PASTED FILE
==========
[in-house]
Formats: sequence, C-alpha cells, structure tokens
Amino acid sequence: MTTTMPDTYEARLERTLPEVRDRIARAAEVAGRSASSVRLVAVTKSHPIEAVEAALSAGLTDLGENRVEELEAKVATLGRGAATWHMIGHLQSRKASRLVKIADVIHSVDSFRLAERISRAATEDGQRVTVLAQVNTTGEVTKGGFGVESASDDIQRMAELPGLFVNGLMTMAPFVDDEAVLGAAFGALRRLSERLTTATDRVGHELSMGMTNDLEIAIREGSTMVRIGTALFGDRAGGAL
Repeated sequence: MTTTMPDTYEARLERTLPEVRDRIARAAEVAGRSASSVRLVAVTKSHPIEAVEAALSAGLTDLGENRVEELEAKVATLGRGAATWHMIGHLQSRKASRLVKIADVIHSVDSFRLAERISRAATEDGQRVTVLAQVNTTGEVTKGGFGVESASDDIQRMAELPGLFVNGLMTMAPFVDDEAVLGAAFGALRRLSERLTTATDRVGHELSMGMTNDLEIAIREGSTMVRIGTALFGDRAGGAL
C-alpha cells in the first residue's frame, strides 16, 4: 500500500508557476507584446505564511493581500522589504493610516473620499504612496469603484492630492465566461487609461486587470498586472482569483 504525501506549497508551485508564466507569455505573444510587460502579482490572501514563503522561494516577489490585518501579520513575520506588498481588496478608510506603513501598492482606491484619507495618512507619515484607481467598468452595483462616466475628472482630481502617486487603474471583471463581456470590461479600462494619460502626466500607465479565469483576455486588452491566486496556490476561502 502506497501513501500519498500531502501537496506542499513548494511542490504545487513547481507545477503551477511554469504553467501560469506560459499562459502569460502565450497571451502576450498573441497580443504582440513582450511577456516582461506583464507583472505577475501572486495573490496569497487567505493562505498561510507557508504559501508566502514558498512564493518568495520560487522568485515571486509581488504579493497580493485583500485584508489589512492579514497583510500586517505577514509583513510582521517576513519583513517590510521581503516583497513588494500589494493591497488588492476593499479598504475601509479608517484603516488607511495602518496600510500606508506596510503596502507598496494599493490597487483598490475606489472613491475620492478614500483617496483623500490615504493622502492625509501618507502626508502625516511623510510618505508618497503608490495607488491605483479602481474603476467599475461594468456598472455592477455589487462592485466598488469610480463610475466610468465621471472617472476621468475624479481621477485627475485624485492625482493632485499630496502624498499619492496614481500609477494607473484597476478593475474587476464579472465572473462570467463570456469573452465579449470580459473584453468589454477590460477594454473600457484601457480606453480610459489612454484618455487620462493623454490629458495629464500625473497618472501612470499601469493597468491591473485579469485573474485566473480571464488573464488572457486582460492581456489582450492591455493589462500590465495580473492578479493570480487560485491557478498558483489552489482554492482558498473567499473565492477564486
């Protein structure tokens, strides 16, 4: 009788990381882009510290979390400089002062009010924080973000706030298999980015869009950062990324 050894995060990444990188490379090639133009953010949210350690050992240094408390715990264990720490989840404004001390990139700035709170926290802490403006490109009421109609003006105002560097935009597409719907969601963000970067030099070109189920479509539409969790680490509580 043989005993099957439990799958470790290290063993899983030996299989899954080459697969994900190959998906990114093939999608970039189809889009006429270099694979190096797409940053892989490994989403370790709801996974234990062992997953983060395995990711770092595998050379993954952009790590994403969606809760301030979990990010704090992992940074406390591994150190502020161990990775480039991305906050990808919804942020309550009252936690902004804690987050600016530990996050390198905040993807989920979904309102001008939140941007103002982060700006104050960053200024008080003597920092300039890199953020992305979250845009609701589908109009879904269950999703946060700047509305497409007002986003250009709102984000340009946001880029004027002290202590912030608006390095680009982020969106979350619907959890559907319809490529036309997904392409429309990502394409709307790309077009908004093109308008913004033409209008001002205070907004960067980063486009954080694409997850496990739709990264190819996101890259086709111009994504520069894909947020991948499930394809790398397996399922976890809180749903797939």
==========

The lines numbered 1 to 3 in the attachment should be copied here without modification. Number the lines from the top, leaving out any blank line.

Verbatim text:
[in-house]
Formats: sequence, C-alpha cells, structure tokens
Amino acid sequence: MTTTMPDTYEARLERTLPEVRDRIARAAEVAGRSASSVRLVAVTKSHPIEAVEAALSAGLTDLGENRVEELEAKVATLGRGAATWHMIGHLQSRKASRLVKIADVIHSVDSFRLAERISRAATEDGQRVTVLAQVNTTGEVTKGGFGVESASDDIQRMAELPGLFVNGLMTMAPFVDDEAVLGAAFGALRRLSERLTTATDRVGHELSMGMTNDLEIAIREGSTMVRIGTALFGDRAGGAL